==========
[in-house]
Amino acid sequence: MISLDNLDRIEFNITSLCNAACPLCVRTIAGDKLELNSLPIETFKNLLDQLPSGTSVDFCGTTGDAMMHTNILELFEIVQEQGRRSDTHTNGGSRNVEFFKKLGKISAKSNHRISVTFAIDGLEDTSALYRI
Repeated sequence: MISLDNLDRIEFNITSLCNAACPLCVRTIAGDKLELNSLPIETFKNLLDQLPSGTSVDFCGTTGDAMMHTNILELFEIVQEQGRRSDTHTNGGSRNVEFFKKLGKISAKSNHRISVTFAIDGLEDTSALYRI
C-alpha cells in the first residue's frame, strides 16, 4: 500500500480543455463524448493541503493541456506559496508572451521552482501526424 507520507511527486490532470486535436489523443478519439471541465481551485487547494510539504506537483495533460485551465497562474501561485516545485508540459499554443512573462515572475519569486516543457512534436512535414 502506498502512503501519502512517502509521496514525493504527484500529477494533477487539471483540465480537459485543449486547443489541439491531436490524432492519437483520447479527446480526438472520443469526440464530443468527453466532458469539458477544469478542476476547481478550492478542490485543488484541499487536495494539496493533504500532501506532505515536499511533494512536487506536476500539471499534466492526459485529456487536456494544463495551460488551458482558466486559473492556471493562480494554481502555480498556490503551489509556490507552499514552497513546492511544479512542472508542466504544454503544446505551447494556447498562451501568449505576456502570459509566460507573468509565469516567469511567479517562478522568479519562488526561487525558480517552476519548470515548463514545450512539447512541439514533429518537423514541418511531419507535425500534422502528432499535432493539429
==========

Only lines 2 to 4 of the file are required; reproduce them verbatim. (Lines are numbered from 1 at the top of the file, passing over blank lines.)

Amino acid sequence: MISLDNLDRIEFNITSLCNAACPLCVRTIAGDKLELNSLPIETFKNLLDQLPSGTSVDFCGTTGDAMMHTNILELFEIVQEQGRRSDTHTNGGSRNVEFFKKLGKISAKSNHRISVTFAIDGLEDTSALYRI
Repeated sequence: MISLDNLDRIEFNITSLCNAACPLCVRTIAGDKLELNSLPIETFKNLLDQLPSGTSVDFCGTTGDAMMHTNILELFEIVQEQGRRSDTHTNGGSRNVEFFKKLGKISAKSNHRISVTFAIDGLEDTSALYRI
C-alpha cells in the first residue's frame, strides 16, 4: 500500500480543455463524448493541503493541456506559496508572451521552482501526424 507520507511527486490532470486535436489523443478519439471541465481551485487547494510539504506537483495533460485551465497562474501561485516545485508540459499554443512573462515572475519569486516543457512534436512535414 502506498502512503501519502512517502509521496514525493504527484500529477494533477487539471483540465480537459485543449486547443489541439491531436490524432492519437483520447479527446480526438472520443469526440464530443468527453466532458469539458477544469478542476476547481478550492478542490485543488484541499487536495494539496493533504500532501506532505515536499511533494512536487506536476500539471499534466492526459485529456487536456494544463495551460488551458482558466486559473492556471493562480494554481502555480498556490503551489509556490507552499514552497513546492511544479512542472508542466504544454503544446505551447494556447498562451501568449505576456502570459509566460507573468509565469516567469511567479517562478522568479519562488526561487525558480517552476519548470515548463514545450512539447512541439514533429518537423514541418511531419507535425500534422502528432499535432493539429